Robert is in a classroom. He is sitting at a desk. He thinks "I should ask to use the bathroom and then walk outside." He thinks "What's outside?" Robert thinks "Nevermind." Robert thinks "I should just not come to this class tomorrow. I should go to English and then after English I should walk outside. It doesn't matter. There's nothing outside probably.". . .
There is no pretence here that in reporting Robert's thoughts the narrator is actually "plumbing" the character's mental states. The method being used is, if anything, a deliberate mockery of the idea that such an undertaking is or should be desirable as a literary strategy. Eat When You Feel Sad is about as far as a third-person narrative can get from focusing on "interiority" as the primary goal of fiction. It relentlessly stays on the surface, merely relaying Robert's actions and conversations, summing up his thoughts in grammatically complete sentences when it becomes necessary to include what's happening "inside" as well. This is, of course, a wholly implausible way of representing human cognition, but it is finally no more implausible than the stream-of-consciousness or free-indirect approaches, which are equally artificial in their attempts to convey "mind" through verbal discourse. German's novel is if nothing else a very useful reminder that this is the case.
To some extent, the emphasis on exteriors could be a function of German's use of an attenuated, "plain" style. One thinks immediately of Hemingway or Carver, although German pushes this style even farther toward rhetorical constraint. If Hemingway's style helped convey a feeling of world-weary alienation, German's conveys one of near-immobility and utter confusion. Whether such a style is being used to "reflect" this condition or the condition is the inescapable consequence of the style itself is a question that could be raised, but ultimately the effect is the same. The novel's distinctively reduced rhetorical devices evoke a milieu of reduced energy and purpose. Robert's world is a world characterized by the perpetual occurrence of one thing after another, narratable in the most elementary kind of language.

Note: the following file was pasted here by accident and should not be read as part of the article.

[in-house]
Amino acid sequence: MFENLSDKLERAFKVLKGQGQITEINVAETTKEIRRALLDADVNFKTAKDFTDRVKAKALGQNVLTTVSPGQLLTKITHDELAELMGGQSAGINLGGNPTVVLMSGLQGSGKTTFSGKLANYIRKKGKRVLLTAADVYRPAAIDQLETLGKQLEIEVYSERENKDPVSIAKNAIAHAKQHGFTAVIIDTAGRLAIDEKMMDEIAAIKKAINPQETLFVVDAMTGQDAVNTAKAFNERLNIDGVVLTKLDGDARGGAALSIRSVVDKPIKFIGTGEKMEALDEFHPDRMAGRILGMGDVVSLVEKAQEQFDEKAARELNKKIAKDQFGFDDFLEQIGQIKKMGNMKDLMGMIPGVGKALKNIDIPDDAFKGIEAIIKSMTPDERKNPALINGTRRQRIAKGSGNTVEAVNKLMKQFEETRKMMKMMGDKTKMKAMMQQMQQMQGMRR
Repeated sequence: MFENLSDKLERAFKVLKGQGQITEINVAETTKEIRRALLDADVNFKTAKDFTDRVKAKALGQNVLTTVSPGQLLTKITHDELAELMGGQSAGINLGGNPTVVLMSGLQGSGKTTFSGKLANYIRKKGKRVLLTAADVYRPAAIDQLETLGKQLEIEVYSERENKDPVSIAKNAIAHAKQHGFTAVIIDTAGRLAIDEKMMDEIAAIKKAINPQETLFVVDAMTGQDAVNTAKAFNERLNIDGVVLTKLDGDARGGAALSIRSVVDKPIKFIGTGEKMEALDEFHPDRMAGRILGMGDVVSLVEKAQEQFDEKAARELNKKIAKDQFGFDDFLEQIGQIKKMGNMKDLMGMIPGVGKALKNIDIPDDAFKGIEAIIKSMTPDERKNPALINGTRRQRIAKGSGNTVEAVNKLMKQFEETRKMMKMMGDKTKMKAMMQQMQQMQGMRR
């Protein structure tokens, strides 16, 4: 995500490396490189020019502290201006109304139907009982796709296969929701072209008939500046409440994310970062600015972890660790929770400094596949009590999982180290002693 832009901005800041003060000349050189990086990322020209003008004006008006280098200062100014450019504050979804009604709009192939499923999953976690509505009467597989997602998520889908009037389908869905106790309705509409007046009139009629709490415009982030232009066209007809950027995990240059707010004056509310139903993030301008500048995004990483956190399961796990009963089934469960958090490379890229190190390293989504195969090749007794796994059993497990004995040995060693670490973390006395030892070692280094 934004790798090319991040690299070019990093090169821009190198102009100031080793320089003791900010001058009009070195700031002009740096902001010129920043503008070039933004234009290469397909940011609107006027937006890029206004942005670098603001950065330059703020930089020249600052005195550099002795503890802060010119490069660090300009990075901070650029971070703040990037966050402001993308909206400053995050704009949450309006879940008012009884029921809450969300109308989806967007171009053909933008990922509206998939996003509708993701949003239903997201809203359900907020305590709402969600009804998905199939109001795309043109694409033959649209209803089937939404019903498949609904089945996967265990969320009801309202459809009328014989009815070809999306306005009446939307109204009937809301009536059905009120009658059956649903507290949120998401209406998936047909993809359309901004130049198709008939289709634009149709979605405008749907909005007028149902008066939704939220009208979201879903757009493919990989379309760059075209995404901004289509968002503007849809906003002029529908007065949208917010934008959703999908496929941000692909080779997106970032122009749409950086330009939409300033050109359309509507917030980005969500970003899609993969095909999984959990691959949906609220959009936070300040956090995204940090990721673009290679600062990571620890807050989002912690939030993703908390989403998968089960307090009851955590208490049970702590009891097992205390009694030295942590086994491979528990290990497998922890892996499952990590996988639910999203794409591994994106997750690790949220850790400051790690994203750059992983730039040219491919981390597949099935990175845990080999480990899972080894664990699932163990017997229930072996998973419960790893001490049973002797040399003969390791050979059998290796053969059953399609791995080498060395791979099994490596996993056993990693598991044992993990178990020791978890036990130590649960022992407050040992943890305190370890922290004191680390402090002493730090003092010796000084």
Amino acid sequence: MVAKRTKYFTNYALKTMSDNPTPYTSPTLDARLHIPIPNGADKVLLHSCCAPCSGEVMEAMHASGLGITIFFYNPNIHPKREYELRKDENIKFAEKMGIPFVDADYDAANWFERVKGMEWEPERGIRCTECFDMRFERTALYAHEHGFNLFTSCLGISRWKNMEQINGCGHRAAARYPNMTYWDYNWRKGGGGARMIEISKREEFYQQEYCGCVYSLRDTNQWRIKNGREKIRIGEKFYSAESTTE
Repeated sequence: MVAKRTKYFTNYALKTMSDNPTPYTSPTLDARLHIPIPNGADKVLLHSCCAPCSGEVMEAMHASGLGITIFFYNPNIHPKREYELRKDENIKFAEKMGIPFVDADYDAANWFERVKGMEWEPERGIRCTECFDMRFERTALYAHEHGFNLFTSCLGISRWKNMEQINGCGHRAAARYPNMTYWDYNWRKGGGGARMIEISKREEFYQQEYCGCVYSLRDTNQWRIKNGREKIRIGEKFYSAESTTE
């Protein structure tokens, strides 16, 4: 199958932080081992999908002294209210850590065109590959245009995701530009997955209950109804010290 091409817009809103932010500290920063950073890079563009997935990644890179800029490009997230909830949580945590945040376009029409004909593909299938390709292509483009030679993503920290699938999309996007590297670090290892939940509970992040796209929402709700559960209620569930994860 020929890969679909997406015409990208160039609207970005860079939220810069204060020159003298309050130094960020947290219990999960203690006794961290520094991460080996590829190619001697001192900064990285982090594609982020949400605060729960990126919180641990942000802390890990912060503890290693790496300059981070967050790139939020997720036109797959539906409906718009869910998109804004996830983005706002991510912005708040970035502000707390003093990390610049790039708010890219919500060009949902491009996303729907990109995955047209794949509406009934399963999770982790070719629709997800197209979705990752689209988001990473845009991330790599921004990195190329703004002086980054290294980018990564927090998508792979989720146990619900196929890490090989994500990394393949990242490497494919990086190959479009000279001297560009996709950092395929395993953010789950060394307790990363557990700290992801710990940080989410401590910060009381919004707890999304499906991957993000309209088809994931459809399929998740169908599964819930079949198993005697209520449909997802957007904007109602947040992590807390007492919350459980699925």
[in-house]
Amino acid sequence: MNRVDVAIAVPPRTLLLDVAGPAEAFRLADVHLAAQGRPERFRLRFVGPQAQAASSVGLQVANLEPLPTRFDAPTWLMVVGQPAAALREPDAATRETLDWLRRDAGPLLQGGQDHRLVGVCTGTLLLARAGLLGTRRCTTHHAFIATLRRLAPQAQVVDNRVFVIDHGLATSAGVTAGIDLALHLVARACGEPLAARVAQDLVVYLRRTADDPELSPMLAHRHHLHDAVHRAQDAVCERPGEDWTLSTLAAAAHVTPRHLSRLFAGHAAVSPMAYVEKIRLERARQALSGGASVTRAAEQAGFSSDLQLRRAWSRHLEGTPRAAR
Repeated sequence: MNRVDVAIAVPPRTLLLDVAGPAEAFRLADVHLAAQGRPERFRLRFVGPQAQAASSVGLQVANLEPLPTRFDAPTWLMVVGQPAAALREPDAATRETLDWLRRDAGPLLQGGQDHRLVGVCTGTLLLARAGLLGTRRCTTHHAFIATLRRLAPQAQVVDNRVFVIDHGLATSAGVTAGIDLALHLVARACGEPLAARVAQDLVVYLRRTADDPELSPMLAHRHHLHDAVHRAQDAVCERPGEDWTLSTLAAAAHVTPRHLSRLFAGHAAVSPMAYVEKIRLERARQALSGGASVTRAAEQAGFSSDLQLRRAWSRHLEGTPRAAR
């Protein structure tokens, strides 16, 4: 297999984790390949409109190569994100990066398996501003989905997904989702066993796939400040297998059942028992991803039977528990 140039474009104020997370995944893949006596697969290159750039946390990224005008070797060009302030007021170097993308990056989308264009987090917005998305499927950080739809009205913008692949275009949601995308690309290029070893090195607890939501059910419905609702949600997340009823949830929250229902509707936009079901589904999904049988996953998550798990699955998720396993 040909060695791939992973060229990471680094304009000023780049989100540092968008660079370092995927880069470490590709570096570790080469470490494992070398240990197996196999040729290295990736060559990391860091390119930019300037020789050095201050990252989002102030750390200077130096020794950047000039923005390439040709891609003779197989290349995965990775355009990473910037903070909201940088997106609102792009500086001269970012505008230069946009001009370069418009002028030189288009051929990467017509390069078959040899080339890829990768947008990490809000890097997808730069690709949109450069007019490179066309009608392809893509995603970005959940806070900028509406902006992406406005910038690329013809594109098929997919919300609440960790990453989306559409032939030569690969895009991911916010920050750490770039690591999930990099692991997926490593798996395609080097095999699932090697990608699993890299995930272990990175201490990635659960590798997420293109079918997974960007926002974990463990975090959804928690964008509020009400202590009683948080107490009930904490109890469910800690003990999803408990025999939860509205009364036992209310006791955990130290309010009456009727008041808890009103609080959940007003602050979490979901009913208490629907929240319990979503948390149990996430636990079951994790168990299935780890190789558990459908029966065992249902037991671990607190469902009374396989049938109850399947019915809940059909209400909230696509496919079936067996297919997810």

I wouldn't say that Eat When You Feel Sad is always compelling or entirely without other problems.The theme of disaffected youth has really long since ceased to be shocking, and while German manages to treat it from a formal and stylistic perspective that adds interest, I myself still find it hard to take the youthful ennui and aimless discontent altogether seriously. I think we all understand that American culture provides a difficult transitional period for "young people" who resist becoming future cogs in the mercantile machine, but I don't really think that we need updates of Rebel Without a Cause and Catcher in the Rye from each succeeding generation in order to underscore this reality. Even with German's formal/stylistic adventurousness in Eat When You Feel Sad, the novel doesn't completely manage to enliven an overworked subgenre.
Zachary German was 22 years old when this novel was published. I will be anticipating his next book to see whether this one is a fluke, whether he can transcend the limitations of the Novel of Youth and extend the narrative and verbal strategies employed in his first book. If he retreats to a more conventional approach, or if he simply offers more of the same, I will be disappointed.